!"
says

the fiend; Where Phæbus' fire scarce thaws the icieles, 6 the heavens, rouse up a brave mind,” says the And let us make incision for your love,

fiend, " and run. " Well, my conscience, hangTo prove whose blood is reddest, his or mine. ing about the neck of my heart, says very wisely I tell thee, lady, this aspect of mine

to me, “ My honest friend Launcelot, being [15 Hath fear'd the valiant. By my love, I swear an honest man's son," or rather an honest The best-regarded virgins of our clime

woman's son ; for, indeed, my father did someHave lov'd it too. I would not change this hue, thing smack, something grow to, he had a kind Except to steal your thoughts, my gentle queen. of taste, - well, my conscience says, Launce

Por. In terms of choice I am not solely led lot, budge not.'' Budge,” says the fiend. (20 By nice direction of a maiden's eyes;

Budge not,"

says my conscience. Besides, the lottery of my destiny

science," say I, “you counsel well;"* Fiend," Bars me the right of voluntary choosing.

you counsel well.” To be rul'd by my But if my father had not scanted me

conscience, I should stay with the Jew my And hedg'd me by his wit, to yield myself master, who, God bless the mark, is a kind of His wife who wins me by that means I told devil ; and, to run away from the Jew, I [25 you,

should be ruld by the fiend, who, saving your Yourself, renowned Prince, then stood as fair reverence, is the devil himself. Certainly the As any comer I have look'd on yet

Jew is the very devil incarnation; and, in my For my affection.

conscience, my conscience is but a kind of hard Mor.

Even for that I thank you ; conscience, to offer to counsel me to stay with Therefore, I pray you, lead me to the caskets the Jew. The fiend gives the more friendly [s1 To try my fortune. By this scimitar

counsel. I will run, fiend ; my heels are at your That slew the Sophy and a Persian prince commandment; I will run. That won three fields of Sultan Solyman, I would outstare the sternest eyes that look,

Enter Old GOBBO, with a basket. Outbrave the heart most daring on the earth, Gob. Master young man, you, I pray you, Pluck the young sucking cubs from the she- which is the way to master Jew's ? bear,

Laun. (Aside.] O heavens ! this is my trueYea, mock the lion when he roars for prey, begotten father, who, being more than sandTo win thee, lady. But, alas the while !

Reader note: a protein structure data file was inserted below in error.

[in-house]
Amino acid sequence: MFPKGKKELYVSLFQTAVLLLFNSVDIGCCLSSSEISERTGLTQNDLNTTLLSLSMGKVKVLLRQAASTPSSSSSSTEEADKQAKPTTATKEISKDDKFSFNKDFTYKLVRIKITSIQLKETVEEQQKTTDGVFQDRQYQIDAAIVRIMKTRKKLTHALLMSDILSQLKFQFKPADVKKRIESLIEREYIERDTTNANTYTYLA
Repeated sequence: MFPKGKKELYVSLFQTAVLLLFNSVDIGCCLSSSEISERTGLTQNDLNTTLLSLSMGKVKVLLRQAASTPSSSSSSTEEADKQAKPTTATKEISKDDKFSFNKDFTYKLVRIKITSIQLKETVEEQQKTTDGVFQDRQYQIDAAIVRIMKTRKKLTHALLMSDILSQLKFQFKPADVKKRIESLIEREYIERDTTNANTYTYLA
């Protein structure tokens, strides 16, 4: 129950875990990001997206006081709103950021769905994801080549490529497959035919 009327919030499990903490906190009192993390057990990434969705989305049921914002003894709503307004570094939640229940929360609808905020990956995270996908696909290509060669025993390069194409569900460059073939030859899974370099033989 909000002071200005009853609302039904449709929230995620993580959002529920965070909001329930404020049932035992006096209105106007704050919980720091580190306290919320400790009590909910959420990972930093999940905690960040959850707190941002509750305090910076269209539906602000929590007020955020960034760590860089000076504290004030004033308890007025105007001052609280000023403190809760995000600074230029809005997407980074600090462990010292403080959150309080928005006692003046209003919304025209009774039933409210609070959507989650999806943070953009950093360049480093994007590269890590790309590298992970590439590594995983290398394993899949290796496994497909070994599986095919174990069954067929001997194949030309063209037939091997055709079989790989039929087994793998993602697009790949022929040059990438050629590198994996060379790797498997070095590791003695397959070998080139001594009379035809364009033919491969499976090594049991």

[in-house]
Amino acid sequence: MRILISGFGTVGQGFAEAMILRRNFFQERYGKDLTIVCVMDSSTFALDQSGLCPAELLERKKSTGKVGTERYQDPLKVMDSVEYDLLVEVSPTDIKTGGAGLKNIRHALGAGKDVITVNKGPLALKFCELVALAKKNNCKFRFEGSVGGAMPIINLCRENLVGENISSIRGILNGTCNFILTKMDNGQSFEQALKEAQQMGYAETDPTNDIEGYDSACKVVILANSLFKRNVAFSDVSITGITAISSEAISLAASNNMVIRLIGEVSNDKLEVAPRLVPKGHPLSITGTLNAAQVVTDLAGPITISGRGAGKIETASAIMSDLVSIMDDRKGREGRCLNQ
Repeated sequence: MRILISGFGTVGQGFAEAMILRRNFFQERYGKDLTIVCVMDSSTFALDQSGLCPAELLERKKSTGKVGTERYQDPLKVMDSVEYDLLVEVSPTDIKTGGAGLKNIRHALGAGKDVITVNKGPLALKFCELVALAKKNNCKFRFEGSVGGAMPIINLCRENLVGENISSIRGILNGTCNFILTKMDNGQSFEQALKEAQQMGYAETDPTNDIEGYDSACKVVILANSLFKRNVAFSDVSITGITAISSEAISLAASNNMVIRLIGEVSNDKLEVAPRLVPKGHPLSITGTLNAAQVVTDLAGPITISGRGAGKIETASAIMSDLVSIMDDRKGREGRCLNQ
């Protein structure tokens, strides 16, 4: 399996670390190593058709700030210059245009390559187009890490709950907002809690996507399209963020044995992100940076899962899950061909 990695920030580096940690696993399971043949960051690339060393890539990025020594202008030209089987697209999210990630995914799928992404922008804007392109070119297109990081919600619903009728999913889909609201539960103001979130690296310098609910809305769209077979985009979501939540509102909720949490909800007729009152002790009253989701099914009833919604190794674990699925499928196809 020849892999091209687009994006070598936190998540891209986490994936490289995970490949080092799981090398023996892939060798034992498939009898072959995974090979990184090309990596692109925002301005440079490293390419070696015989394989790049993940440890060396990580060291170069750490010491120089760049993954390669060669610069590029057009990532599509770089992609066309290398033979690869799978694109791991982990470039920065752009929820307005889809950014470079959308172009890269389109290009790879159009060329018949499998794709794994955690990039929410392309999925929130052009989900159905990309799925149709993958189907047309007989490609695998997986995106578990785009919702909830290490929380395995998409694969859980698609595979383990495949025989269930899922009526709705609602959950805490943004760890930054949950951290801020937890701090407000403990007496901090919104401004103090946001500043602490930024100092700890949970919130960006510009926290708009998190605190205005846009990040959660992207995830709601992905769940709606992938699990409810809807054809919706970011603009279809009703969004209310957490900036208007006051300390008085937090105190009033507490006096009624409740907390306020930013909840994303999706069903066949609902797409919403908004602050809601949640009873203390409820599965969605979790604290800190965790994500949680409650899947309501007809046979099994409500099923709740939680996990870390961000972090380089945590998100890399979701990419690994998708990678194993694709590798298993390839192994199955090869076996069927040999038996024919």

blind, high-gravel blind, knows me not. I will If Hercules and Lichas play at dice

try confusions with him. Which is the better man, the greater throw Gob. Master young gentleman, I pray you, May turn by fortune from the weaker hand. which is the way to master Jew's ? So is Alcides beaten by his page;.

Laun. Turn up on your right hand at the And so may I, blind fortune leading me,

next turning, but at the next turning of all, on Miss that which one unworthier may attain, your left; marry at the very next turning, turn And die with grieving.

of no hand, but turn down indirectly to the Por.

You must take your chance, Jew's house. And either not attempt to choose at all,

Gob. By God's sonties, 't will be a hard way Or swear before you choose, if you choose to hit. Can you tell me whether one Launcewrong

lot, that dwells with him, dwell with him or no ? Never to speak to lady afterward

Laun. Talk you of young Master LaunceIn way of marriage; therefore be advis'd. lot? [Aside.] Mark me now; now will I raise [50 Mor. Nor will not. Come, bring me unto my the waters. Talk you of young Master Launcechance.

lot? Por. First, forward to the temple. After Gob. No master, sir, but a poor man's son. dinner

His father, though I say 't, is an honest exceedYour hazard sball be made.

ing poor man and, God be thanked, well io Mor.

Good fortune then! 45 live. To make me blest or cursed'st among men.

Laun. Well, let his father be what 'a will, (Cornets, and exeunt. we talk of young Master Launcelot.

Gob. Your worship's friend and Launcelot, [SCENE II. Venice. A street.]

sir.

Laun. But I pray you, ergo, old man, ergo, Enter the Clown (LAUNCELOT] alone.

I beseech you, talk you of young Master LaunceLaun. Certainly my conscience will serve me lot. to run from this Jew my master. The fiend is Gob. Of Launcelot, an 't please your masterat mine elbow and tempts me, saying to me, ship. "Gobbo, Launcelot Gobbo, good Launcelot," Laun. Ergo, Master Launcelot. Talk not of or "good Gobbo," or “good Launcelot Gobbo, Master Launcelot, father; for the young genuse your legs, take the start, run away. My [6 tleman, according to Fates and Destinies and conscience says,

* No; take heed, honest such odd sayings, the Sisters Three and such (65 Launcelot; take heed, honest Gobbo,” or, as branches of learning, is indeed deceased, or, as aforesaid, “ honest Launcelot Gobbo; do not you would say in plain terms, gone to heaven. run; scorn running with thy heels." Well, the Gob. Many, God forbid ! The boy was the reast courageous fiend bids me pack. “Via !(10 very staff of my age, my very prop.